While promoting I, Tonya, star Margot Robbie has also hinted at there being a lot of Harley Quinn stories in our cinematic future. Specifically, she said there’s a separate movie she’s developing that would be in addition to 1) the Suicide Squad sequel, 2) the “Gotham City Sirens” movie that would presumably also feature Poison Ivy and other female characters and 3) a Harley/Joker movie that would reteam her with Squad costar Jared Leto.

Nerdist News responded with a headline many were probably thinking: Do we need four Harley Quinn movies? That sentiment has been echoed elsewhere and I find the thinking curious.

First, we’re never asked similar questions when there are plans for male-starring franchises. Or if that question is asked, it’s usually discarded pretty quickly because whatever hesitation there might be gives way easily to fan-driven anticipation. Yeah, we were all wondering what Warner Bros. could possibly be thinking with its announcement of five Fantastic Beasts films, and Universal’s Dark Universe plans were met with more than a few “skeptical eyeball emoji” reactions. But then there were more substantive discussions about them. Let’s just be careful we’re not applying a sexist double-standard here.

Second, that kind of skepticism shows a lack of understanding of how popular this character is.

I don’t think I’m betraying any trade secrets when I say that in my time working with DC Entertainment on its social media marketing program I got a first-hand look at the wild and passionate fandom that exists around Harley Quinn. In my first experience at San Diego Comic-Con, I was taken aback by just how popular the character was with fans. With a few exceptions, she was one of the most common cosplay subjects I encountered.

What struck me was that no two Harleys were alike. There were a few cosplayers that took “traditional” approaches to their outfits, modeling the look seen in “Batman: The Animated Series” or in her 2011 Suicide Squad incarnation or something otherwise rooted in an existing design. But the vast majority, it seemed to me, were making Harley their own. There were steampunk, biker, Victorian and countless other variations on the theme that had never been seen anywhere before. She was being used, it seemed, as a blank slate for women to use to express themselves in some way while also attaching themselves to the core tenets and characteristics of what made Harley, Harley.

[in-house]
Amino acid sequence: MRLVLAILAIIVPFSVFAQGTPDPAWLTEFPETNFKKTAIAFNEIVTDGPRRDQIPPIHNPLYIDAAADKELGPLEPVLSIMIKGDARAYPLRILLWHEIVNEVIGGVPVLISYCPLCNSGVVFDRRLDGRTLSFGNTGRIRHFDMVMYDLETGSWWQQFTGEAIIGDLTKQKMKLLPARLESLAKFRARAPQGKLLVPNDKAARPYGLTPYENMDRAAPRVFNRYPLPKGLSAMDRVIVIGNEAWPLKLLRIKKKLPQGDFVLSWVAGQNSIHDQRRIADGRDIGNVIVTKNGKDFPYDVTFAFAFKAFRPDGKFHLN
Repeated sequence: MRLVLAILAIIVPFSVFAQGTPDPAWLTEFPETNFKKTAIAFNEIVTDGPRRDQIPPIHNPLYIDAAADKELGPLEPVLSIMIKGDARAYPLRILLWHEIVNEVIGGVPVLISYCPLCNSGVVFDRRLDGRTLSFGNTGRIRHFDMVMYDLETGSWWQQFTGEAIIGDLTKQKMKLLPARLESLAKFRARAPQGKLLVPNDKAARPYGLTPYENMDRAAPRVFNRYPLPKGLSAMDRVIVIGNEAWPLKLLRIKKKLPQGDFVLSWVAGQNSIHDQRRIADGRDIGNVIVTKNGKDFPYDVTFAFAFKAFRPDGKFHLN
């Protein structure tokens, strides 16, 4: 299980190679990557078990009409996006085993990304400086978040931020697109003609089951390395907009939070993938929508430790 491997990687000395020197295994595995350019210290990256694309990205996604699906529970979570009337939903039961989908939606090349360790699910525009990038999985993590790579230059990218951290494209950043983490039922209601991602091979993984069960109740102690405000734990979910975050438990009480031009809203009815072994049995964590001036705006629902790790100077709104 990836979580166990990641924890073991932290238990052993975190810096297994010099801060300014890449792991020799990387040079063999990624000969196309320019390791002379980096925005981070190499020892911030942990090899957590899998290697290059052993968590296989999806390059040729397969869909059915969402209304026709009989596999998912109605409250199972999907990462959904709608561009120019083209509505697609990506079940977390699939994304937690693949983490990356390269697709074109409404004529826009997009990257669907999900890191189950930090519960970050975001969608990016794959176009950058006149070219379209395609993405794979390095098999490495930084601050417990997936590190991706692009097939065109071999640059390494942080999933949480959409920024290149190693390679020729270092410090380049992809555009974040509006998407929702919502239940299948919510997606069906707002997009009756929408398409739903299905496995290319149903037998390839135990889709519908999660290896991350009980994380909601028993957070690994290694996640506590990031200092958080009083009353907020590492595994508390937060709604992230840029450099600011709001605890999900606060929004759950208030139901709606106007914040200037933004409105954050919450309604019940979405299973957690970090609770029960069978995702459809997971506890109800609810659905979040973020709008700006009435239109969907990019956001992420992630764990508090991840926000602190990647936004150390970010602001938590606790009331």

harley quinn sdcc
Taken at SDCC 2015

 

As I became more familiar with the fandom and the business I learned there was tremendous demand for Harley merchandise. That’s evident in how DC has published more books starring her in the last four or five years as well as increasing the number of collectibles and consumer products for her, as well as her presence in more of the animated features released by Warner Home Video.

That experience leads me to believe there’s an audience out there for as much Harley Quinn material as can be produced. There are caveats to that, though, that need to be taken into account.

The Right Harley

Yes, there are a lot of fans. But as I said, there’s a drive among fans to make Harley their own. Amanda Conner’s book from a few years ago did a great job of presenting a Harley that was instantly recognizable and popular because if combined elements of many of the character’s incarnations. Activating the demand that’s out there will depend largely on how well different sections of the audience feel that the Harley on screen is the “true” Harley, or the one they identify most with.

Truly Solo

So much of Harley’s character is defined by her relationship to others, particularly Joker. One of the great parts of Conner’s book is that it featured her truly on her own (or at least with her own new set of supporting characters). Most of the teamups in that book were with other female characters, especially Poison Ivy. There was even a spinoff book called Harley Quinn & Power Girl that was almost too much fun to be legal. And some of the weaker issues of that series were where Joker was shoehorned in. While the Harley/Joker movie seems to make sense on paper, it could undermine much of what has proven to work so well in the comics in recent years.

Don’t Overdo It…But Overdo It

When I watched Suicide Squad I kept waiting for Harley to really show up. Again, the character’s dependency in that movie on Joker for motivation and actions kept her from really cutting loose. The whole point of Harley is that she’s a wild card, never doing what’s expected because she’s 100% insane. My hope is that in future films she’s allowed to cut loose and really be herself, without the connections to Joker that come with more than a few icky overtones of violence against women being somehow “entertainment.”

Do we *need* four Harley Quinn movies? No. Do we *need* three more Spider-Man movies? No. Do we *need* four more Fantastic Beasts movies? No. We don’t need any of this. But if we’re going to get them, my hope is that the character can stand on her own two feet and be the empowering agent of chaos unbeholden to any man that her most successful incarnations show her to be.

Chris Thilk is a freelance writer and content strategist who lives in the Chicago suburbs.

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